There are days where life comes along and kicks you in the teeth, and that was yesterday.
I’m trying to remind myself that I’m fine, everyone is fine, I still have my good job and a roof over my head, but my faith in humanity has been drained. A lot.
So what do you do a day later, which happens to be your day off? You spend most of the morning reading in bed, and then spend the last hour of it reading on the couch. It can’t erase what happened, but it did get my mind off of local events and help me to relax, as well as ticking two books off my ‘To Read’ list.
The first was Nina Sankovitch’s Tolstoy and the Purple Chair. After her older sister dies at age 46, Sankovitch, a lawyer turned stay-at-home mom of four, decides to spend a year reading one book per day as a way to deal with her grief. Admittedly, it was a crazy challenge and there was more than one point where Sankovitch started reading a two hundred page book after 9 o’clock p.m., but managed to complete her challenge in spite of crazy family schedules, nursing a sick child, and summer travel. During that year, she learns to let go of her guilt and accept that sorrow is part of dealing with the death of a loved one.
I have written before of my love of books about books. I’m not sure if I understand why they are so appealing to me, and I honestly don’t care. Like hot chocolate or my favorite breakfast cereal, they’re a comfort I indulge in when life gets a little stressful.
Two more things about Sankovitch, by the by: the first is that I read Tolstoy and the Purple Chair across two days, but within 24 hours, kind of like Sankovitch in the book. The second is that I now want to read another of her books, Signed, Sealed, and Delivered, which is about the joys of writing letters. I found it while perusing her site, readallday.org.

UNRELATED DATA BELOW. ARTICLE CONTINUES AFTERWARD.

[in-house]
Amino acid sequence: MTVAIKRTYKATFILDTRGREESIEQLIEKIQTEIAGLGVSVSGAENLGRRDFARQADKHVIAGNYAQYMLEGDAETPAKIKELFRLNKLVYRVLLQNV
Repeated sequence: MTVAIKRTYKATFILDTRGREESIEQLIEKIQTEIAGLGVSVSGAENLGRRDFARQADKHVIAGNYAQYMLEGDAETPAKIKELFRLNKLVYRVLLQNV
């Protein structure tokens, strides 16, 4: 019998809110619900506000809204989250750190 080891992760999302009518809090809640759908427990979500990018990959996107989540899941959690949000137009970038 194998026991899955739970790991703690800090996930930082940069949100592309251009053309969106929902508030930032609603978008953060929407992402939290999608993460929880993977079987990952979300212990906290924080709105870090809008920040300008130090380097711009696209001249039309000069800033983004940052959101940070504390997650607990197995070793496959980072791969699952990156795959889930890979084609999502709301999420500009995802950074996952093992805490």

The second book I finished this morning was Rebecca Solnit’s Men Explain Things to Me, a series of essays regarding feminism, how the feminist movement has changed from the 1960s and 1970s to now, and how women are still so often silenced, either through violence or by men talking over them or disregarding or discrediting their ideas altogether.
I was hooked by the end of the first essay, which begins with Solnit recounting an evening when she and a friend attended a fancy party with a bunch of important people (or people who thought they were important). They were about to leave when an Important Man drew them into a conversation, but left little room for them to talk. When Solnit finally got a few words in, she mentioned a book she had written about Eedweard Muybridge, at which point the Important Man interrupted her to talk about this major new work about Muybridge that had recently been highly reviewed by the New York Times. He droned on and on about it, until Sonlit’s friend finally got through to him that Solnit had written the very book that he was going on about, and that she was, in fact, quite knowledgeable on the subject of Muybridge and his photography.
Though the essay began with an amusing anecdote, it took a darker turn as the discussion moved from the Important Man to the fact that men talking over women and not taking their voices seriously is a ridiculously common occurrence that has been going on throughout history, and too often leads to women keeping their thoughts to themselves.
After reading the second essay, I wanted to buy a copy of this book for just about everyone I’ve ever met. You should go out and buy one for yourself. Read it. Think about it. Then act on it.
In other news, I have gotten myself hooked on The British History Podcast, which deals with – surprise!- the history of Britain. Jamie, the show’s host, starts way back during the Ice Age, when people were just starting to wander from continental Europe to the British Isles, and goes forward from there. The pre-Roman history is spotty at best, since the British tribes had an oral culture that was destroyed by the Romans, but Jamie does the best that he can, telling the stories of famous figures like Julius Caesar and Boudicca without skipping over cultural happenings and the lives of the common people.
Seriously, I’m hooked. I listened to it for about four hours on Sunday.
Other sites I’ve been enjoying recently:
Craft & Vision – A photography site that features articles about the craft of photography, and not so much the gear that goes into it. Several people write and offer books, but the one whose work has helped me improve my photography the most is David duChemin. If you love photography, but want to improve in ways beyond the technical aspects, check out his articles on the subject.